For those of you who don’t know, Mudd has an HSA (Humanities, Social Sciences, and Arts) requirement. By going to Mudd, I’d force myself to take a breadth of HSA classes and pursue depth in at least one subject, which I might not do on my own.
Clinic and Research Opportunities
I knew that by coming to Mudd, I would get hands-on experience working on real projects in my field of choice through the clinic requirement. I would be able to take knowledge from a classroom, and apply it to build something tangible and real.
I also be able to participate in research if I wanted to. In fact, I’m doing physics research this summer! I have no idea what research will be like, but the fact that I can be involved in the development of new knowledge, even if it’s in a small way, is super cool to me!
Not only are Clinic and Research super cool on their own, but I also want to have some experience doing real-world work, so I can make a more informed decision about what I want to do after Mudd.
Also, Clinic and Research will definitely help with job placement after graduating. Great thing to have on the resume.
This is related to the above point about clinic and research opportunities. In general, being at a small school like Mudd means that opportunities and resources are more easily accessible.
By ‘resources and opportunities,’ I’m not talking just about academic/professional opportunities. I’m also talking about things that you’d be able to benefit form socially, mentally, or physically. In addition to tutoring services or job fairs, I’m also talking about club fairs, counseling, or exercise groups.
At a large school, you might have to do some work to go out and find those ‘resources and opportunities’, whereas smaller schools will generally present them to you.
In fact, before I even decided to come here, I got an email from a Mudd math professor, asking if there were any questions about HMC he could answer that might help with my decision. I emailed him back with my questions, and the next day he answered them. That kind of individualized support that the school provides to you is exactly the kind of thing I’m talking about.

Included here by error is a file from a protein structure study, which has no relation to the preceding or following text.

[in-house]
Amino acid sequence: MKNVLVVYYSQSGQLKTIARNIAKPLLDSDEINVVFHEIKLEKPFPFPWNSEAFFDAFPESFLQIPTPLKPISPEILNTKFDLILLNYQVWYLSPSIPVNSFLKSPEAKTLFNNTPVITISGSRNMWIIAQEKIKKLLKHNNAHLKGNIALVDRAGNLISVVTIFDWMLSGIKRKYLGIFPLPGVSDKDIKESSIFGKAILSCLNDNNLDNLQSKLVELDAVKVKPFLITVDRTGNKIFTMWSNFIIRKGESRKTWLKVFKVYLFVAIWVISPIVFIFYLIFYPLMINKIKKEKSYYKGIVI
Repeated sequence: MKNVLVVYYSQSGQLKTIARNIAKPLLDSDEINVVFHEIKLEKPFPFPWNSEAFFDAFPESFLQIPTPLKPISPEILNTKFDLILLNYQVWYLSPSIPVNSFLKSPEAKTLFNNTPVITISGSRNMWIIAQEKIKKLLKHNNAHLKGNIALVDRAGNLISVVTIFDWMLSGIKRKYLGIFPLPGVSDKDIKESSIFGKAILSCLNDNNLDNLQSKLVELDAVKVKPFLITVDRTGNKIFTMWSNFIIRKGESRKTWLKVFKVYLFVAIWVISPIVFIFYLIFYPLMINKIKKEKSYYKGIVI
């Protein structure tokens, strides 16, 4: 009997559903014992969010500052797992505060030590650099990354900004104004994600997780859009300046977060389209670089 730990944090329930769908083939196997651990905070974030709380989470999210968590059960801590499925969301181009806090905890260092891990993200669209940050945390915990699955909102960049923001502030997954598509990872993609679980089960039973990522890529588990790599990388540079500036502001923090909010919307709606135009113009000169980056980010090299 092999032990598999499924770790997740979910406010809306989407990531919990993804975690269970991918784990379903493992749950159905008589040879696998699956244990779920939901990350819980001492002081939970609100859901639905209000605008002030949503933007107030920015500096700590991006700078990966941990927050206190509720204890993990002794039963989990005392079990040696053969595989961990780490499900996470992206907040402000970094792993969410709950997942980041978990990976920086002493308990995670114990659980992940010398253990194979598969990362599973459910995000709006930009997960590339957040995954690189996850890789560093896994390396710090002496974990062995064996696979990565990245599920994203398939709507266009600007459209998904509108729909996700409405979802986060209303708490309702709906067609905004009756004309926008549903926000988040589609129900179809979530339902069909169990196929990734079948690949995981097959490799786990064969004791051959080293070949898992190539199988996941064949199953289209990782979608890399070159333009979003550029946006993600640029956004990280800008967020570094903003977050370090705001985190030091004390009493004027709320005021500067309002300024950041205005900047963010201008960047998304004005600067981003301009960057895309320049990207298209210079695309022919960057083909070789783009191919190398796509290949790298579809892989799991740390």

This is only one difference between small schools and large schools, and is definitely not a universal truth about all colleges/universities, but it was something that I thought about when I made my decision.
ASP/People I met
After getting in to Mudd, I decided to go to the Admitted Students Program (ASP) where students who’ve been admitted get to spend weekend on campus doing activities, meeting people, and going to classes.
Once I went to ASP, I was pretty much locked on Mudd. The people I met were very warm, welcoming, nice, and fun, and I left with a great impression of the people at Mudd. My high school friends say I was ‘glowing’ when I talked about my time at ASP and the people I met.
Those are the reasons I decided to come to Mudd. For those of you who are making your decision, I hope this post helps you out in some way.
If you want to talk to more people about anything Mudd related, you can ask us on Mudd’s Facebook page.